False teachings do not come into congregations with great, red signs proclaiming, “I am a false teacher, and I am here to divide the church.” Instead, they stealthily creep in “privily” (ASV) or “unawares” (KJV), doing their work like termites, undermining the foundations, and remaining largely undetected until the damage is done (Jude 4). Jesus warns of false prophets and their methods of entering among the saints, “Beware of false prophets, which come to you in sheep’s clothing, but inwardly they are ravening wolves” (Matt. 7:15). The apostle Paul speaks of those who “by smooth and fair speech…beguile the hearts of the innocent” (Rom. 16:18, ASV). While not all change has to be bad, “bold” and “responsible” changes can be helpful when the changes are in harmony with biblical teachings. However, many changes to worship that transpire over the 21st century have predominantly been to increase numbers, keep members, keeping up with the times, or in some cases just to make money! Church history proves that most people who call themselves Christians compromise their beliefs and practices to make their churches appear successful by the standards of the world/time. Such changes that occur in spite of the Word, Christians should indeed fear and fight.

One shocking example of the devious methodology of change was found in the early 90s in an article from Wineskins called “Change Without Chaos” (Lynn Anderson, “Change Without Chaos,” Wineskins. Vol. II, May 1993.). The author states that he will “unabashedly push for positive changes.” He tells his readers, “Many churches need to change their worship style…many churches in our fellowship must change or die!” He sets forth his “takeover” strategy in stages. He explains that those who desire change should push the church to the limits of tolerance with “new ideas.” Go as far as you can, but then back off! “Weave in and out” and wait awhile. Talk about “safe things.” Then, when the time is right, begin to push for changes once again. If change is too fast then people will fear and turn away from it, but this author sets forth a strategy to privily bring in ideas and practices.

Obviously, worship looks different than it did in the first century, so change has happened. Change is inevitable as many say, so how is the Christian to know the difference between the good changes and the bad changes? People do not always reveal their true motivations for change and Christians cannot judge the hearts of others based solely on the outward appearance of the action.

The apostle Paul wrote to the Ephesians stating by inspiration, “That we henceforth be no more children, tossed to and fro, and carried about with every wind of doctrine, by the sleight of men, and cunning craftiness, whereby they lie in wait to deceive; But speaking the truth in love, may grow up into him in all things, which is the head, even Christ” (Eph. 4:14-15). What do you think Paul would say about the suggestions to “weave” in order to effectuate change? The way people present the change and teach the reason for the change can be the biggest determination of right and wrong. Change can happen very slightly over a long time, so Christians must always keep themselves alert and ready to ask questions and study (1 John 4:1).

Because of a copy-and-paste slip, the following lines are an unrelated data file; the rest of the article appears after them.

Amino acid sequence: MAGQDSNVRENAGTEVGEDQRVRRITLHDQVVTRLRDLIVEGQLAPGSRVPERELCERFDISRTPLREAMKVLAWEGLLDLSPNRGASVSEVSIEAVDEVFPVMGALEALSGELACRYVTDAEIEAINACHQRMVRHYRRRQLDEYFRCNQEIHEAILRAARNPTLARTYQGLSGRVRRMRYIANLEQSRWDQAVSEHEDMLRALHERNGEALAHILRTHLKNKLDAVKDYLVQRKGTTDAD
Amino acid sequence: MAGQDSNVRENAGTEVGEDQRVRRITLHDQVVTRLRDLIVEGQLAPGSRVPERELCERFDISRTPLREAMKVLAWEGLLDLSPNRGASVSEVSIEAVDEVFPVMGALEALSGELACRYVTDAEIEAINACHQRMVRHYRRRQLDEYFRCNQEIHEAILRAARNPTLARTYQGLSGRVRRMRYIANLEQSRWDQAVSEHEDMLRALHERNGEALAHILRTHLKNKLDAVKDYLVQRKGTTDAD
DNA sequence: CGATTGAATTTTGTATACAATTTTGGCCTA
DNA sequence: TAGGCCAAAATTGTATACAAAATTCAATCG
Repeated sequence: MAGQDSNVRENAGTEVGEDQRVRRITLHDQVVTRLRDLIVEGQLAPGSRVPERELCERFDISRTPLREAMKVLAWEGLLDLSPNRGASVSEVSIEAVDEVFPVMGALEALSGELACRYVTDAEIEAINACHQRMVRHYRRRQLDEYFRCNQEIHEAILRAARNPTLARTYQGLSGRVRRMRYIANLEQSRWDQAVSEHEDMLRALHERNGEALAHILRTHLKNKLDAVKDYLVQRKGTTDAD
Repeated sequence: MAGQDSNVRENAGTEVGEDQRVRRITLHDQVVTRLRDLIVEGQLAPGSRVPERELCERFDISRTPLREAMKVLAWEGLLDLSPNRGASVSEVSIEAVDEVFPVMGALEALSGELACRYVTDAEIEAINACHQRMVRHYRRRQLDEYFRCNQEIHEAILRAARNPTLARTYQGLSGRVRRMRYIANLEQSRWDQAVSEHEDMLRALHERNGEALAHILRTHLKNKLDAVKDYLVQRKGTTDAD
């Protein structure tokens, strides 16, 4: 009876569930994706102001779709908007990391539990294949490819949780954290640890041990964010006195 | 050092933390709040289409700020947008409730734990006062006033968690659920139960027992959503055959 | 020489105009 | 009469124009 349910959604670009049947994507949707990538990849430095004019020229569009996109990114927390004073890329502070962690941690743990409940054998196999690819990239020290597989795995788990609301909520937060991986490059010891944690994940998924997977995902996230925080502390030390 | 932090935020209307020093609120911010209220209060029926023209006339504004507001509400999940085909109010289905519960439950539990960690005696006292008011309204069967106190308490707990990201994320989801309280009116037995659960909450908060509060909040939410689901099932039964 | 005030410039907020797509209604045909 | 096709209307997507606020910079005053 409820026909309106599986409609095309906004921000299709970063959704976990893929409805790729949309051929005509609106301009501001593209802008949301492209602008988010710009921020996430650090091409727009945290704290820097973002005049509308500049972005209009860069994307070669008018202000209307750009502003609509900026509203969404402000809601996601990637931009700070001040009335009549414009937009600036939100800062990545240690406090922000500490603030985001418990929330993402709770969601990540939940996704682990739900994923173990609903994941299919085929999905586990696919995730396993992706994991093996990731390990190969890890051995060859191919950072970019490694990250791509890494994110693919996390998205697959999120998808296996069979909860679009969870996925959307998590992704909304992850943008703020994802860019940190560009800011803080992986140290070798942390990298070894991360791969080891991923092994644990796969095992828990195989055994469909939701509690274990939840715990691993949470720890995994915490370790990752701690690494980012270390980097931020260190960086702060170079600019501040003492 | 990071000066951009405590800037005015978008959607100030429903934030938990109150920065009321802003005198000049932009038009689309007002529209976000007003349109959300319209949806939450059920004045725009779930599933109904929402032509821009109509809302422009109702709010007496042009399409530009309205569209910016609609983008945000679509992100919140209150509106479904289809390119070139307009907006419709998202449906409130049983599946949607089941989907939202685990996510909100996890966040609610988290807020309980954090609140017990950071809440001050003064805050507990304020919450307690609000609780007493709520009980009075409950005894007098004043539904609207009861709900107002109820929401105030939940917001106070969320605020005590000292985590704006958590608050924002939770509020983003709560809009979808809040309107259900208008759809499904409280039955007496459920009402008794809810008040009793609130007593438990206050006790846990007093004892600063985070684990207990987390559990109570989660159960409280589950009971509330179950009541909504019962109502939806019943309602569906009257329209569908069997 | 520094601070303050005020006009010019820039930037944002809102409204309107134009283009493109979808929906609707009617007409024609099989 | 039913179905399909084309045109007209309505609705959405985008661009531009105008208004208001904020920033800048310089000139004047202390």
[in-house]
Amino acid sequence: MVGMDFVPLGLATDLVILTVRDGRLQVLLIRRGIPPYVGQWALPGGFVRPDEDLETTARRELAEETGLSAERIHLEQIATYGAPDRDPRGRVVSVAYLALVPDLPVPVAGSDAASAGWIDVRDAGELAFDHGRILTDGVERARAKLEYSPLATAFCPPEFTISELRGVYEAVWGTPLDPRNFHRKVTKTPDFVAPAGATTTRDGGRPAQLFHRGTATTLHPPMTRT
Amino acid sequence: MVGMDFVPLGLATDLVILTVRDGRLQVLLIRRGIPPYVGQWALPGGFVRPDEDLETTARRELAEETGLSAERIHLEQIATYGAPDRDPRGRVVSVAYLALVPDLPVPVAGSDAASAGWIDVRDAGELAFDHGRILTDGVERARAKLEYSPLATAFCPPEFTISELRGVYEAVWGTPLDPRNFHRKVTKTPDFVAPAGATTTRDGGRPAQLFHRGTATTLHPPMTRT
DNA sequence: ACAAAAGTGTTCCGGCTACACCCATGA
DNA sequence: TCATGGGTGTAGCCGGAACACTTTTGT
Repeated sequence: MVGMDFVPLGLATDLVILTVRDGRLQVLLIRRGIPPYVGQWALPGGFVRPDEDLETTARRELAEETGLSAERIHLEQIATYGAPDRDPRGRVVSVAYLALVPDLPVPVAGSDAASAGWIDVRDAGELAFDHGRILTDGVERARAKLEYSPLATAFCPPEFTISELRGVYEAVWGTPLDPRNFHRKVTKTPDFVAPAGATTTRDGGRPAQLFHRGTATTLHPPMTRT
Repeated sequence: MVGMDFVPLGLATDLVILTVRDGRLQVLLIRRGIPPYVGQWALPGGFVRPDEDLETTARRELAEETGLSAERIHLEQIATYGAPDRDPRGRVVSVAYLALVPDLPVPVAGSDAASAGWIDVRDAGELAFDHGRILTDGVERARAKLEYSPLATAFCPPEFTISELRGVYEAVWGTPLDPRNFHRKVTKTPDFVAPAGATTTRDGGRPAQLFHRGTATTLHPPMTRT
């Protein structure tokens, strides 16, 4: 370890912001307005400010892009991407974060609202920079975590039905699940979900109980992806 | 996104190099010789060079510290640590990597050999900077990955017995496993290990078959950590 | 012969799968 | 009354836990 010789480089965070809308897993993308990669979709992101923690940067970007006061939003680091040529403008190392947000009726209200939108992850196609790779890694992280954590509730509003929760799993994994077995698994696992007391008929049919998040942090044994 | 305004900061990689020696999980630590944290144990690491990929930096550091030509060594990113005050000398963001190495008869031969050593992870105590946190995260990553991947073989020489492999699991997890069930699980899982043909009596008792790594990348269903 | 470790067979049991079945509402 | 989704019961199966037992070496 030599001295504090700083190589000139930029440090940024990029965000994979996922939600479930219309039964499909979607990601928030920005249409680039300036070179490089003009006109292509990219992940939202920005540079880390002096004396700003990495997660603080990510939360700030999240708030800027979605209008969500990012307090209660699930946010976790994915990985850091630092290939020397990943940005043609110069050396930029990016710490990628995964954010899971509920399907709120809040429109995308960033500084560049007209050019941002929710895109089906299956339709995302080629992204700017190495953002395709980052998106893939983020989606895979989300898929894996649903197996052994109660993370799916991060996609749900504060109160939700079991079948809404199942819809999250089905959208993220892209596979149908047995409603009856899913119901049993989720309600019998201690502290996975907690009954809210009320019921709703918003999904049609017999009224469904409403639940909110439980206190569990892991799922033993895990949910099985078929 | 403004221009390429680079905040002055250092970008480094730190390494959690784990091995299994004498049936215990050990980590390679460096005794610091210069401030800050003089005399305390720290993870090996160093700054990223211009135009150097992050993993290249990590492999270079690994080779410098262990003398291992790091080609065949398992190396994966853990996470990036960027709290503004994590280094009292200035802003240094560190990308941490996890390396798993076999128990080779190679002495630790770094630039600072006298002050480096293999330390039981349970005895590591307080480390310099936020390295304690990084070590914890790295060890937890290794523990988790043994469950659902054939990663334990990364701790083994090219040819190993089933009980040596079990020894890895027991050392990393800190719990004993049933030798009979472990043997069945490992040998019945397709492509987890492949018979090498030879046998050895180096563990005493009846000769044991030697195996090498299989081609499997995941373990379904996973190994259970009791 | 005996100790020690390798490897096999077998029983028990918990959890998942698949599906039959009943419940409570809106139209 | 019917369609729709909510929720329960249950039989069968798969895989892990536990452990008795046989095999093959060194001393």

Some changes may be considered matters of expediency (1 Cor. 6:12). Paul writes, “To the weak became I as weak, that I might gain the weak: I am made all things to all men, that I might by all means save some” (1 Cor. 9:22). Paul adjusts his interests and methods to accommodate different people to help further the teachings of the truth. However, Paul never changes the doctrine or worship to accommodate people. Matters of expediency entail liberties that God allows for Christians to get creative and use the tools and skills of the time. Christ told His apostles to “go” in Matthew 28:19, but He never specified how to go, so the apostles were given liberties to get creative and use the tools available at that time. Christians today can “go” by car, plane, or virtually online. The four gospel accounts differ from each other, but don’t contradict, because the writers focus on different aspects of the gospel for their different audiences who had different mindsets and needed to be taught in different ways. The writers don’t change the gospel, they just teach it in different ways. If the change furthers the will and teachings of God, then it should NOT be considered a “sleight of men.”

Many who advocate for instrumental music with spiritual songs criticize the church for using song books, song projectors, or microphones because they were obviously not used in the first century, so they are changes made to the worship service. However, the aforementioned items do not change what is sang, it does not change the sound, there is no melody added to the instrument that God gave to man (the heart – Eph. 5:19, Col. 3:16), they do not distract from the purpose of worship, and using the items do not violate any passage of scripture. Just because something is new, or not explicitly mentioned in scripture, does not mean that Christians cannot use it.

Responsible Christians must always ask, do the changes add or take away from the five authorized practices of worship? Do the changes distract people from the original purpose of the worship? Do the changes violate any passages of scripture? Do the changes offend a brother’s or sister’s scruple (Rom. 14)? Finally, one must be honest in asking if the change does in fact further the will and teachings of God, or is change wanted just for the sake of change (selfish reasons)? If people want change just for change, it is not a matter of expediency. Unless the change expedites a command that God gave, then it should not be made!

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